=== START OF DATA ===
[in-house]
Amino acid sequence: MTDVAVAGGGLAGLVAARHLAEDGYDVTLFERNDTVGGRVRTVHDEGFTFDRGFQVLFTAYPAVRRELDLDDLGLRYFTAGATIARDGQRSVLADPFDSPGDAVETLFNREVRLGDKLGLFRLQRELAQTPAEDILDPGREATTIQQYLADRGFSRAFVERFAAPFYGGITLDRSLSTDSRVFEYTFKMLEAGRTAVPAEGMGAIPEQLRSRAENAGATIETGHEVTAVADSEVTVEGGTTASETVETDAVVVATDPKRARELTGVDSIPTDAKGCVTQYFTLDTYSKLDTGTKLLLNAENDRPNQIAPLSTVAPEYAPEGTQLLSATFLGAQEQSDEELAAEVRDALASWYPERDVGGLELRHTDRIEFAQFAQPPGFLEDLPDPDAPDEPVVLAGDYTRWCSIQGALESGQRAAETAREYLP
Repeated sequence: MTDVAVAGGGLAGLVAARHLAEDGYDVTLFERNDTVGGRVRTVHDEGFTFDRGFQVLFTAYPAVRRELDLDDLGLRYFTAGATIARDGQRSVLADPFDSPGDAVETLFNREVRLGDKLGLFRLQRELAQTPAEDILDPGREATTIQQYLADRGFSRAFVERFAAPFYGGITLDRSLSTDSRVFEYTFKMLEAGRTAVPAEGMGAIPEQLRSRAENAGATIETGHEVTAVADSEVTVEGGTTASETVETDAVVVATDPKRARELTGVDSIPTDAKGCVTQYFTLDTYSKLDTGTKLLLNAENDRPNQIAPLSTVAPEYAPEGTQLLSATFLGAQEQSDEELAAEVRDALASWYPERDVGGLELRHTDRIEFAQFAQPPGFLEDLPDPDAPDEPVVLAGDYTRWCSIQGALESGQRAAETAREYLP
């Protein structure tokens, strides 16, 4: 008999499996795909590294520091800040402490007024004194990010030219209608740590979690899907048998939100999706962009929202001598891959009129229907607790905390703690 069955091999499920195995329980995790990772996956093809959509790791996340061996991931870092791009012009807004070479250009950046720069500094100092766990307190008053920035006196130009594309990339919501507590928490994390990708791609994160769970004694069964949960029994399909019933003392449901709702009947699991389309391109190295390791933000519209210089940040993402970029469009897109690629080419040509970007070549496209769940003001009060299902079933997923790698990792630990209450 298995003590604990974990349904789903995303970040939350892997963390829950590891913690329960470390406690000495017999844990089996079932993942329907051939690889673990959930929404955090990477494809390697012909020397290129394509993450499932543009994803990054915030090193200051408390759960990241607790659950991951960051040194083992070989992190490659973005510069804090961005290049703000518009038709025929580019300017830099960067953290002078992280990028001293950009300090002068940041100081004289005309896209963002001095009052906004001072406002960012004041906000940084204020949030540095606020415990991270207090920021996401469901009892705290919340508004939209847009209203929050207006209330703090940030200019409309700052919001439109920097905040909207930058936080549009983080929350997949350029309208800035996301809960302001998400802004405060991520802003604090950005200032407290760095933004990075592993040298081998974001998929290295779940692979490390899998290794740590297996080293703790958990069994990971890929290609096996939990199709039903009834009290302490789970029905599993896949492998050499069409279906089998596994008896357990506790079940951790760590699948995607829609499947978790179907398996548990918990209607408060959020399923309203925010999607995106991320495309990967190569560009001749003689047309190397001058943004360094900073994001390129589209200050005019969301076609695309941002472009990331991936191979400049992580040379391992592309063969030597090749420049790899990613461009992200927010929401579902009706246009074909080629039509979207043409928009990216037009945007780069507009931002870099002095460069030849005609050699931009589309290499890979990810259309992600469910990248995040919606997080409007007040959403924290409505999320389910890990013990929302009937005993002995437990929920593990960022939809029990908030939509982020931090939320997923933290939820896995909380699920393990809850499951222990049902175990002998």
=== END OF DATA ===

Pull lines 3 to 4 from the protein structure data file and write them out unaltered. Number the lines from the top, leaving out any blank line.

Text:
Repeated sequence: MTDVAVAGGGLAGLVAARHLAEDGYDVTLFERNDTVGGRVRTVHDEGFTFDRGFQVLFTAYPAVRRELDLDDLGLRYFTAGATIARDGQRSVLADPFDSPGDAVETLFNREVRLGDKLGLFRLQRELAQTPAEDILDPGREATTIQQYLADRGFSRAFVERFAAPFYGGITLDRSLSTDSRVFEYTFKMLEAGRTAVPAEGMGAIPEQLRSRAENAGATIETGHEVTAVADSEVTVEGGTTASETVETDAVVVATDPKRARELTGVDSIPTDAKGCVTQYFTLDTYSKLDTGTKLLLNAENDRPNQIAPLSTVAPEYAPEGTQLLSATFLGAQEQSDEELAAEVRDALASWYPERDVGGLELRHTDRIEFAQFAQPPGFLEDLPDPDAPDEPVVLAGDYTRWCSIQGALESGQRAAETAREYLP
């Protein structure tokens, strides 16, 4: 008999499996795909590294520091800040402490007024004194990010030219209608740590979690899907048998939100999706962009929202001598891959009129229907607790905390703690 069955091999499920195995329980995790990772996956093809959509790791996340061996991931870092791009012009807004070479250009950046720069500094100092766990307190008053920035006196130009594309990339919501507590928490994390990708791609994160769970004694069964949960029994399909019933003392449901709702009947699991389309391109190295390791933000519209210089940040993402970029469009897109690629080419040509970007070549496209769940003001009060299902079933997923790698990792630990209450 298995003590604990974990349904789903995303970040939350892997963390829950590891913690329960470390406690000495017999844990089996079932993942329907051939690889673990959930929404955090990477494809390697012909020397290129394509993450499932543009994803990054915030090193200051408390759960990241607790659950991951960051040194083992070989992190490659973005510069804090961005290049703000518009038709025929580019300017830099960067953290002078992280990028001293950009300090002068940041100081004289005309896209963002001095009052906004001072406002960012004041906000940084204020949030540095606020415990991270207090920021996401469901009892705290919340508004939209847009209203929050207006209330703090940030200019409309700052919001439109920097905040909207930058936080549009983080929350997949350029309208800035996301809960302001998400802004405060991520802003604090950005200032407290760095933004990075592993040298081998974001998929290295779940692979490390899998290794740590297996080293703790958990069994990971890929290609096996939990199709039903009834009290302490789970029905599993896949492998050499069409279906089998596994008896357990506790079940951790760590699948995607829609499947978790179907398996548990918990209607408060959020399923309203925010999607995106991320495309990967190569560009001749003689047309190397001058943004360094900073994001390129589209200050005019969301076609695309941002472009990331991936191979400049992580040379391992592309063969030597090749420049790899990613461009992200927010929401579902009706246009074909080629039509979207043409928009990216037009945007780069507009931002870099002095460069030849005609050699931009589309290499890979990810259309992600469910990248995040919606997080409007007040959403924290409505999320389910890990013990929302009937005993002995437990929920593990960022939809029990908030939509982020931090939320997923933290939820896995909380699920393990809850499951222990049902175990002998």